In 2005, in response to allegations that New York City foster children had been inappropriately and harmfully enrolled in clinical trials related to HIV and AIDS beginning in the1980s, the NYC Administration for Children’s Services asked the Vera Institute of Justice to conduct a thorough review of its past policies and the children’s experiences and outcomes in trials. After reviewing thousands of child welfare files, interviewing key stakeholders, and reviewing voluminous policy materials, Vera released its final report, The Experiences of New York City Foster Children in HIV/AIDS Clinical Trials. The review found that no children were removed from their families to participate in trials and that no children died because of medications they took in trials. But it also identified many serious concerns, including violations of Children’s Services’ policies and federal regulations designed to protect people in research studies. The report also includes recommendations intended to guide policymakers who choose to make trial participation an option in future circumstances.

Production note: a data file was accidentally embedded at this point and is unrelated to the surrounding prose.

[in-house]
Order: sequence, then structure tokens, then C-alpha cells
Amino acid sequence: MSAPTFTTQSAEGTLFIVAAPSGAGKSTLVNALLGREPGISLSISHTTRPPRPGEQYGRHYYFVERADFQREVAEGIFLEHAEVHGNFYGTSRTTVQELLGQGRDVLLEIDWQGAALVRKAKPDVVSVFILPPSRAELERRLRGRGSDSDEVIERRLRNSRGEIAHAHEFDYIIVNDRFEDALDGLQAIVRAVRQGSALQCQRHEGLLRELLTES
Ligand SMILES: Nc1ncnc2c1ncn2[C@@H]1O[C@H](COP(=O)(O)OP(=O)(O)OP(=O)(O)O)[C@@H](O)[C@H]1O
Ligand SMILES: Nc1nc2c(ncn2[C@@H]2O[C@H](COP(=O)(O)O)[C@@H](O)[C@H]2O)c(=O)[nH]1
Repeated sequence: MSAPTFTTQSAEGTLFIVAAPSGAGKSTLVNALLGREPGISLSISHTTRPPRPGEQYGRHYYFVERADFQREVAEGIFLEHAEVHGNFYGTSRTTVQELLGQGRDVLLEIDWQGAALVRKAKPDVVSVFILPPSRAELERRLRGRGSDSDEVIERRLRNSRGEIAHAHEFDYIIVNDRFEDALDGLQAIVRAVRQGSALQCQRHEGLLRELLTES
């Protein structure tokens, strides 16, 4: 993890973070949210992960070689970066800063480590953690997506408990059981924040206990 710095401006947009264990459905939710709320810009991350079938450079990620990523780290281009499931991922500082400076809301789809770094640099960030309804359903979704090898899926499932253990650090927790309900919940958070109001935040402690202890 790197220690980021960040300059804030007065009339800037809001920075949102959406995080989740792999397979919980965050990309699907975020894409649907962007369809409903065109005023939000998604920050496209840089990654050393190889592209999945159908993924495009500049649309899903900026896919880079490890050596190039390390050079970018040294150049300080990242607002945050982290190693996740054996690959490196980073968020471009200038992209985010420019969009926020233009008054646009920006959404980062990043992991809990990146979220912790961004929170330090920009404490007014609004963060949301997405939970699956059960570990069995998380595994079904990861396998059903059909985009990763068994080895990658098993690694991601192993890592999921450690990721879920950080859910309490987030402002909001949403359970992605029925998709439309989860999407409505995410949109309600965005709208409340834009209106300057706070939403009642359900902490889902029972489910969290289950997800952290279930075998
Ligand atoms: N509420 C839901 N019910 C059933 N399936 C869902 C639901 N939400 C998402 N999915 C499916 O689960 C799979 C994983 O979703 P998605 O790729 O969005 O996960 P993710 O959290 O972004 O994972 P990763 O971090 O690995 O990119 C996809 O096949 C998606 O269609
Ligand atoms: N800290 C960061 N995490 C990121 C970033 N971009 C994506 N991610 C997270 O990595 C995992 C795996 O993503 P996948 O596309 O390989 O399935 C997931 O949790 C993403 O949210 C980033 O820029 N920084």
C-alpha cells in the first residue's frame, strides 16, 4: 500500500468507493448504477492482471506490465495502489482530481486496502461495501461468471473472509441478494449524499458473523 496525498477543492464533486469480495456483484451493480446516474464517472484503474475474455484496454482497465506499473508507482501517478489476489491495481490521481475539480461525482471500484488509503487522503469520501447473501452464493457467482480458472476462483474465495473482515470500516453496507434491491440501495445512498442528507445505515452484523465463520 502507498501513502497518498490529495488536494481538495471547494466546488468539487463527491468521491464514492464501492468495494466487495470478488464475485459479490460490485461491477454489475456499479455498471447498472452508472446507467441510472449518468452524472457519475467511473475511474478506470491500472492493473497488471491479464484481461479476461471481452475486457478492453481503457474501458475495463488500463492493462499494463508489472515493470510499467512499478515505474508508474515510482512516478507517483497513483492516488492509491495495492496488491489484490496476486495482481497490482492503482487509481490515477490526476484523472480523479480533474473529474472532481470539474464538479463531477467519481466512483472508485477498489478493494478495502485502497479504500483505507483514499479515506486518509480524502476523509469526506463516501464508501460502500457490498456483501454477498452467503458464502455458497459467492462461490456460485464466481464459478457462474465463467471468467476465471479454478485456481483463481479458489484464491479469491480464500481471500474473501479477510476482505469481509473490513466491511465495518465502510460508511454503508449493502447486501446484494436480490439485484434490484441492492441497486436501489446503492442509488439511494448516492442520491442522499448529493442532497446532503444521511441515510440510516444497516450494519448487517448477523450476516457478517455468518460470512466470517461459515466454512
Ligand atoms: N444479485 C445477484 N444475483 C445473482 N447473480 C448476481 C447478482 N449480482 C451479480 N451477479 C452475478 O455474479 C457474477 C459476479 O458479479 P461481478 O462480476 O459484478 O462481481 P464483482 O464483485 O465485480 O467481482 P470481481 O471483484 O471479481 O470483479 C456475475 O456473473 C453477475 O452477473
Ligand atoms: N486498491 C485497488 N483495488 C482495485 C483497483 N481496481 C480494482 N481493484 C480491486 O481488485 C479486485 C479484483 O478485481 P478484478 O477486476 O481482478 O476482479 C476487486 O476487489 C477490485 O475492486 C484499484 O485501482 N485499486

The report and its implications were discussed in an article in the New York Times.
An investigation into the participation of New York City foster children in clinical drug trials for H.I.V. and AIDS over a nearly 20-year period has found no evidence that any children died as a result of the trials or that the foster children were selected because of their race.